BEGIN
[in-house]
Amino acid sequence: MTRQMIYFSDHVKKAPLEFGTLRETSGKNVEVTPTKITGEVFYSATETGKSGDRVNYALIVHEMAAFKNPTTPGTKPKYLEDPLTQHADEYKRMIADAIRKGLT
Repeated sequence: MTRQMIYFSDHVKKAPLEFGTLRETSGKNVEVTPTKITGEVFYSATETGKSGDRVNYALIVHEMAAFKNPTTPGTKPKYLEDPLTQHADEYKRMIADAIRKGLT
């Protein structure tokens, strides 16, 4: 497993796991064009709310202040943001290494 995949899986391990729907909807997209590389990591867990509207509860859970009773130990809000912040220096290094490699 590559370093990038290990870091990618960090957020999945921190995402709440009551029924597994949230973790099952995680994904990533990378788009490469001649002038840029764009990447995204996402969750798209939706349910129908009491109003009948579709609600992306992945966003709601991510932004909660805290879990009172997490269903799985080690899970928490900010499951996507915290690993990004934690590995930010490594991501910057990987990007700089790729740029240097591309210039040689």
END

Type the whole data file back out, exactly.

[in-house]
Amino acid sequence: MTRQMIYFSDHVKKAPLEFGTLRETSGKNVEVTPTKITGEVFYSATETGKSGDRVNYALIVHEMAAFKNPTTPGTKPKYLEDPLTQHADEYKRMIADAIRKGLT
Repeated sequence: MTRQMIYFSDHVKKAPLEFGTLRETSGKNVEVTPTKITGEVFYSATETGKSGDRVNYALIVHEMAAFKNPTTPGTKPKYLEDPLTQHADEYKRMIADAIRKGLT
């Protein structure tokens, strides 16, 4: 497993796991064009709310202040943001290494 995949899986391990729907909807997209590389990591867990509207509860859970009773130990809000912040220096290094490699 590559370093990038290990870091990618960090957020999945921190995402709440009551029924597994949230973790099952995680994904990533990378788009490469001649002038840029764009990447995204996402969750798209939706349910129908009491109003009948579709609600992306992945966003709601991510932004909660805290879990009172997490269903799985080690899970928490900010499951996507915290690993990004934690590995930010490594991501910057990987990007700089790729740029240097591309210039040689």